A bit more downward pressure on their core vote then. When was it Labour first came up with the idea that constantly bashing the poor was a good policy for a socialist party?

Pat said...

Sounds like home brew is going to make a comeback.

The Filthy Smoker said...

All supported by the pub industry and the Real Ale Twats, to draw people back into the pubs which have been knackered by the smoking ban - the smoking ban that was supported by the pub industry and the Real Ale Twats. Not great at seeing the bigger picture, these cunts, are they?

It must be said that the one person who doesn't seem at all keen on this idea is, to his credit, Gorden Brown.

Anonymous said...

Part of the problem here is allowing the statists to define the terms in the debate. The key phrase used when going after corporations' money is "windfall profits". This term has gone from meaning "an unexpected gain" to "more than we believe to be their fair share". Someone needs to force Andy Burnham to explain how these profits are a "windfall" or shut the fuck up until he has a firm grasp on the English language.

James Higham said...

The state is beginning to get very open about it's intentions to basically loot everybody as fast as possible.

A commenter said this above. What he means by the state is one thing but the state now means the EU in collusion with Labour and the Cameron-Clarkes.

The only way to stop this is for the fragmented real conservatives who believe in this nation to move together and the start of that is to be out of the EU state.

That is the first and central move which has to be made by all demanding a say in this.

We can piss around talking of what Brown did today or what excise is on that but unless we cut to the core and excise the real problem, we're in deep.

steward said...

I thought the sales of alcohol were falling, certainly the figures I saw a little while ago seemed to give that impression and anecdotal stories of pubs always being full would lead one to think so. Perhaps some one with proper access to the figures could calculate the average of alcohol consumption now and compare it back over the years.

manicbeancounter said...

So this is how the government intends to eliminate the structural deficit. An supposedly egalitarian government is deliberately impose a highly regressive tax on the poor.
Will it work?
Not if we follow the basic supply and demand economics of Alfred Marshall. Demand tends to be inelastic with respect to price if there is no close substitute. A rise in price will lead to people adjusting their expenditure. So spend less new clothes and toys for the children, less on holidays, and less on cars. If Andy Burnham is unsure, he should consult the Treasury.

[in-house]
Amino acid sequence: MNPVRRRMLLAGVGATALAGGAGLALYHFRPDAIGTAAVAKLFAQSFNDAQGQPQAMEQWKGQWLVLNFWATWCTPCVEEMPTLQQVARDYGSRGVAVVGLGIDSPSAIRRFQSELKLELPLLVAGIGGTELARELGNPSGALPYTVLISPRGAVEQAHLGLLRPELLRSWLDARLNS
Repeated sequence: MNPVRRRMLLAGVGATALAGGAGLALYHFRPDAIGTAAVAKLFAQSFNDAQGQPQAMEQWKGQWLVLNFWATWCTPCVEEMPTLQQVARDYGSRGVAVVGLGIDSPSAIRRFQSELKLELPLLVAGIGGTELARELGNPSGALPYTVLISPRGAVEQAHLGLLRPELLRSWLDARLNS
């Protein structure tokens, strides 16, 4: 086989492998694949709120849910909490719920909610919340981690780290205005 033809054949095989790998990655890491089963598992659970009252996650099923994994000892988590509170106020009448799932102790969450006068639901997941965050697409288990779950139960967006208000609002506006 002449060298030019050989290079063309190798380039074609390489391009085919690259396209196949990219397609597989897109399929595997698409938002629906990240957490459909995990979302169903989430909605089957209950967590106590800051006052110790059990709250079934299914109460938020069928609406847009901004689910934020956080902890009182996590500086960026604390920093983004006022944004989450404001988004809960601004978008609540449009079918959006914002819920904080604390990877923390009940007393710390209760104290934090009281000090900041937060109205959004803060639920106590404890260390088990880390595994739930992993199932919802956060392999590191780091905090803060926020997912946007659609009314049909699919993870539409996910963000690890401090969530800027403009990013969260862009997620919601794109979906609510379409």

Further, if you want to really drive down consumption, you need to jack up the price substantially. The conjestion charge was effective in this - for the two years that it took for people to adjust their expenditures.

AD627 said...

It is well worth reading the book advertised in DK's worthy causes column on the RHS of the page, Christopher Snowdon's Velvet Glove, Iron Fist—A History Of Anti-Smoking.

It sets put in gruesome detail how government and lobby groups set about stigmatising and exploiting a popular activity, how they exaggerate or manufacture scientific evidence against it and how they use the taxes extracted from that activity to create a self-perpetuating cycle of funding for further lobbying.

Martin Kearns said...

24 hour drinking? That's strictly for women and kids.

It's the 72 hour drinking that really fucks me up.

Vicola said...

Well in the face of this, I'm going to have another crack at the sloe gin and home made brew. Frankly the last lot was far more likely to kill someone outright than having a few glasses of Pinot Grigio a night but hey ho, that's the way it goes. I'm not paying a tenner for a decent bottle only to watch most of the cash go to the government's "We've pissed all the money up the wall" fund. I'd rather take it out of the bank in used fivers and have me a bonfire in the garden. Why why why can't they just fuck off and leave me and my habits the hell alone?

Ἕκτωρ said...

There already is a minimum price for booze. For a 5% pint of beer it's £0.47 plus VAT on top of that tax at 17.5% making it £0.55, by my calculations.

For a bottle of wine it's £1.89 (between 5.5% and 15%).

For a 70cl bottle of 40% spirits it's £7.45.

See here: